Nov 24, 2016 (Reuters) – The Sri Lankan rupee was steady on Thursday as dollar selling by exporters offset demand for the U.S. currency by importers who fear the economic policies of U.S. President-elect Donald Trump would lead to a rise in the dollar and interest rates.
Dealers said foreign investors might pull out of emerging markets, including from Sri Lanka, if the U.S. Federal Reserve raises interest rates next month.
Minutes from the Fed’s Nov.1-2 meeting, released on Wednesday, showed policymakers were confident that a strengthening economy was enough to warrant interest rate increases soon.
Sri Lankan rupee forwards were active on Thursday, with spot-next forwards trading at 148.50/55 per dollar at 0724 GMT compared with Wednesday’s close of 148.50/60.
The spot rupee was hardly traded, but was quoted at 148.00/60.
The central bank revised the spot rupee reference rate to 147.95 per dollar last Friday, from 147.75.
“There were some local banks selling (dollars); the demand is also there, but the rupee is trading steady with the selling,” said a currency dealer asking not to be named.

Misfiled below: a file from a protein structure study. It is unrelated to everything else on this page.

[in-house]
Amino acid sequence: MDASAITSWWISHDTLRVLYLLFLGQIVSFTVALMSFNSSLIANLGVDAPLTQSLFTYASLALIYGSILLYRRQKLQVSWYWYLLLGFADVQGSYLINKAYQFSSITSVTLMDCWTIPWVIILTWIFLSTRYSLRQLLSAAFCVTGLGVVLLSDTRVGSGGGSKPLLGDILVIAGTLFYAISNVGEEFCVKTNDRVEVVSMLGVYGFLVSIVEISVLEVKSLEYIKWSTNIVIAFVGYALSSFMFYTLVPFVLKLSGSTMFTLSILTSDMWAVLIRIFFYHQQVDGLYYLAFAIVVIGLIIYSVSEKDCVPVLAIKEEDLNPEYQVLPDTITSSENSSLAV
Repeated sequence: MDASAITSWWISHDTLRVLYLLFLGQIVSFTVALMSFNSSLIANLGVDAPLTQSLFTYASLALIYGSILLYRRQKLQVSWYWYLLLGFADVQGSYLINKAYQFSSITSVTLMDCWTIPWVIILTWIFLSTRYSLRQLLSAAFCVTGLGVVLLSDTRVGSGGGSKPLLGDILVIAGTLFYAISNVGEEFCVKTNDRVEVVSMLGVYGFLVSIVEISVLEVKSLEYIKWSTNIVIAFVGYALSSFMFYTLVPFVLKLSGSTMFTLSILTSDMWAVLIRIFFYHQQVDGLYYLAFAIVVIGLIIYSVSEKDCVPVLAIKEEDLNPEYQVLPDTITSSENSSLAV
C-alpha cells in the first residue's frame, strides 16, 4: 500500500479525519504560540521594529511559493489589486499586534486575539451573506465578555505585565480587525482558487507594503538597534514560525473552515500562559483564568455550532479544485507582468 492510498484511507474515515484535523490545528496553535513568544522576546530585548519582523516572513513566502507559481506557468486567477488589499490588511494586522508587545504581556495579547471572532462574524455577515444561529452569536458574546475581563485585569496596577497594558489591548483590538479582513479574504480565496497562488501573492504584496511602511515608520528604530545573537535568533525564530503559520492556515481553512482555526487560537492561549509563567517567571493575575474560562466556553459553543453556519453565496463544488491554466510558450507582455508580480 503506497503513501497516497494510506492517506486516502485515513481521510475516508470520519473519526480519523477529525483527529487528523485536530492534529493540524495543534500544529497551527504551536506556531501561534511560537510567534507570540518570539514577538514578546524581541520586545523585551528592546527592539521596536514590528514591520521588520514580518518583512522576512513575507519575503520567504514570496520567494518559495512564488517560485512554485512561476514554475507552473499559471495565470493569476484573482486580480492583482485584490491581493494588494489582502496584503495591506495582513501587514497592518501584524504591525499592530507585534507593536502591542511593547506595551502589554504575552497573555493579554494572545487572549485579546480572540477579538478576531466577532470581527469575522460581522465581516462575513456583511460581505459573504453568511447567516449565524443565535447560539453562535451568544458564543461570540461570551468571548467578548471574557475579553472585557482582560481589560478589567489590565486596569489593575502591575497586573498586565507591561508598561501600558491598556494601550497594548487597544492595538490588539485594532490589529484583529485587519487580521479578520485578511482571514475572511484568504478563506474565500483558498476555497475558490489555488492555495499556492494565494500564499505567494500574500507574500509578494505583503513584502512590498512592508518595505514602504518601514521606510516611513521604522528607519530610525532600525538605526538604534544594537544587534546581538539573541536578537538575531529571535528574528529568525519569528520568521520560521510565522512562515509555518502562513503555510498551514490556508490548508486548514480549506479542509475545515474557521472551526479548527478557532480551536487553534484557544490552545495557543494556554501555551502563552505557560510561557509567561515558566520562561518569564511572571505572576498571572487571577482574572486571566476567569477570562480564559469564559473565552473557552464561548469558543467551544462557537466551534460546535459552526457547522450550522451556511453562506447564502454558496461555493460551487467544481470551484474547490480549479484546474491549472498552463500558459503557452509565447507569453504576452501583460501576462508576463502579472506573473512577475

Finance Minister Ravi Karunanayake said on Thursday that “turbulent times” were the reason for the rupee volatility, adding it was driven by sentiment.
“Today this market is not fundamentally driven, it is sentiment driven. There are no fundamentals,” Karunanayake told reporters in capital Colombo.
“You will have this rocky thing owing to turbulent times that are created artificially by many theories that are put forward, but at the end of the day you will see the real (value) of the rupee coming out with our strong fiscal policies that we will be adopting.”
The rupee has been under pressure as exporters have been reluctant to sell dollars due to uncertainties in the local market following the national budget, which has proposed a revision in corporate and withholding taxes.
The currency has also faced pressure due to net selling of government securities by foreign investors after new taxes were proposed in the budget, dealers said.
Foreign investors net sold government securities worth 37.12 billion rupees ($250.81 million) in the five weeks ended Nov. 16, data from the central bank showed.
The trend of rupee depreciation was however expected to ease as investors wait for central bank action after the International Monetary Fund (IMF) released the second tranche of a loan, worth $162.6 million, under its $1.5-billion loan programme, dealers said.
Sri Lankan shares were marginally firmer, with the benchmark Colombo stock index up 0.01 percent at 6,243.23 as of 0746 GMT. Turnover stood at 296.2 million rupees ($2 million).